If you’re looking for a walk to see the waterfalls at Falling Foss, then you’d be hard pressed to find a more picture perfect route than the circular path along May Beck.
Route: We used this route, starting the walk with an uphill section through lovely bracken and woodland, with the return leg along the side of the beck.
Parking: May Beck Car Park. Turn off the B1416 onto May Beck Farm Trail and follow the road past the caravan park and down the hill. At the bottom of the valley, the car park is just over the small bridge.
Facilities: The half way point is marked by the beautiful Falling Foss Tea Garden, which serves scrummy food and drink, toilets and play areas for small children.
Accessibility: Not suitable for buggies; uneven and muddy paths. Some rocks which can get slippy when wet. First section involves a fairly steep uphill (but short) section.
Walking to Falling Foss
However appealing the path along the beck looks when leaving the car park, I highly recommend walking to Falling Foss in a clockwise circular. It can be difficult to find the way back in the other direction (not helped by poor signage), and remember you’ll still get to enjoy it on the walk back!
From the May Beck carpark, turn away from the road that you came in on and head up the gravel path. Take the immediate first right turn- along the track that’s just above the car park. You’ll soon see some steps on your left. Take them and follow a narrow path uphill through the bracken. This is the bulk of the climb all done so you can enjoy the rest of the walk with the hard work over!
The path soon goes through a gate, turn right (do not cross the style to your left) and then follow this all the way to Falling Foss! Easy peasy navigation and you can enjoy some beautiful woodland, with the path dividing coniferous and deciduous woodland- quite a sight!
When you eventually meet the road, follow it downhill to the Falling Foss Tea Garden at Midge Hall.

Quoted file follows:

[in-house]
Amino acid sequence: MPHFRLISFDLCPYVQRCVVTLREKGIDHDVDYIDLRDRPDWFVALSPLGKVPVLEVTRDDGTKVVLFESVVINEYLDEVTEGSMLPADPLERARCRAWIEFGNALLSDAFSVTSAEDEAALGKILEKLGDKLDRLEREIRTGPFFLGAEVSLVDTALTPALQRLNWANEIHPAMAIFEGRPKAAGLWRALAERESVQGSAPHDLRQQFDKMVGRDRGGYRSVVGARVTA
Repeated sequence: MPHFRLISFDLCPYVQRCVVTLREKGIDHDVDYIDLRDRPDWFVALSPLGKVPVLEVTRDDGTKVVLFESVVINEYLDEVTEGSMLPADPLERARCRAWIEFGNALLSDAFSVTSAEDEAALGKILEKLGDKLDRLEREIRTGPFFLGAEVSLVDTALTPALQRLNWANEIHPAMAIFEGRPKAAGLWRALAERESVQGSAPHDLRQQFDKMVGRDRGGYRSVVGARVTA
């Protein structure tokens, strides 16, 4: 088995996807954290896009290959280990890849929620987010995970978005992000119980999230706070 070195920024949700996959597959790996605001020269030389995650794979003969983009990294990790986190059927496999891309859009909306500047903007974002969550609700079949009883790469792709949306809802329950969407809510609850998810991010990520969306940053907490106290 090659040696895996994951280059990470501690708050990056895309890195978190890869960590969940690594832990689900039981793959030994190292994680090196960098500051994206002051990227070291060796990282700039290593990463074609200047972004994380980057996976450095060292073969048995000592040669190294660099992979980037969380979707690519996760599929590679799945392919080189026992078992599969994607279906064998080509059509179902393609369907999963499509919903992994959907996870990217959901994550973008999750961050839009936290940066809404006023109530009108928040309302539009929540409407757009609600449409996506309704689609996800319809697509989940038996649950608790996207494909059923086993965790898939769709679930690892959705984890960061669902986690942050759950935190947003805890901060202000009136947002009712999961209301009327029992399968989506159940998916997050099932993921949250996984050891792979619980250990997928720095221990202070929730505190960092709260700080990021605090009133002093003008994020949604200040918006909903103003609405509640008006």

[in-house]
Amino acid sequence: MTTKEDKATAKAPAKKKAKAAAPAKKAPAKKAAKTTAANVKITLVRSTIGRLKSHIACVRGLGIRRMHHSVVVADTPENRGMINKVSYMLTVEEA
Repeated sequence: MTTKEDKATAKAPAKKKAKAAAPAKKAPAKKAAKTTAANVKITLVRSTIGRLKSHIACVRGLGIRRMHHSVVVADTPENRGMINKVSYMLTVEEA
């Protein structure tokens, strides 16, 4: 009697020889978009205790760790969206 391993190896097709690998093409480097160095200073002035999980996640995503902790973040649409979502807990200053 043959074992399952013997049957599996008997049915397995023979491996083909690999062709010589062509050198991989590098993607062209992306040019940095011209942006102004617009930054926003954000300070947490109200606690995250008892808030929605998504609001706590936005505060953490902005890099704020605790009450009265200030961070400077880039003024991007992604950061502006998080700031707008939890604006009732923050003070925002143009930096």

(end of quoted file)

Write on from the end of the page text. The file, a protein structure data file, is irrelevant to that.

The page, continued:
**** If you did decide to do this walk in an anti-clockwise direction, take note of the start of the path to May Beck from the picture below. There is a wooden signpost at the bottom of the hill that looks like the path follows the beck on this side. It doesn’t- we’ve tried this before and it soon became impassable and we had to cross the water to get back on the other side and get onto a path. You need to head uphill, and before you reach the five bar gate take the path pictured below.
Falling Foss and Falling Foss Tea Garden
What a perfect place to stop. We genuinely love it here, and try to visit whenever we’re in the area. Before you reach the Tea Graden, you’ll see a few spots for paddling and no doubt if you visit in summer there’ll be children and dogs (!!) already in there splashing about!
To look at the waterfall, there’s a good viewpoint just past the Tea Garden; head over the bridge and follow the path next to the wooden fence until you see the beautiful falls!
The Tea Garden itself is at Midge Hall, a tiny cottage with gardens overlooking Falling Foss. They serve a range of drinks, cakes and lunches- all delicious (and we’ve worked our way through a fair few items!).
The gardens are fantastic for small children, with lots of space for them to have a wander- and a mixture of wooden sculptures and a small play area.
If you’re not in a rush to get back, they have kindly provided a fairy trail walk that heads towards the Hermitage!
The walk from Falling Foss to May Beck Car Park
Coming out of the tea rooms, head over the bridge and you’ll see a wooden decked path along the side of the beck. Follow this all the way back to the start of the walk.
The path is brilliant for children (and dogs) with loads of places to stop for a little paddle on a warm day!
I truly hope that you enjoy this walk as much as we do, despite living over in Leeds it’s one we make the effort to do a few times a year- not least because of the fantastic Tea Garden!
You might want to follow this walk with a trip to do some rockpooling in Robin Hood’s Bay!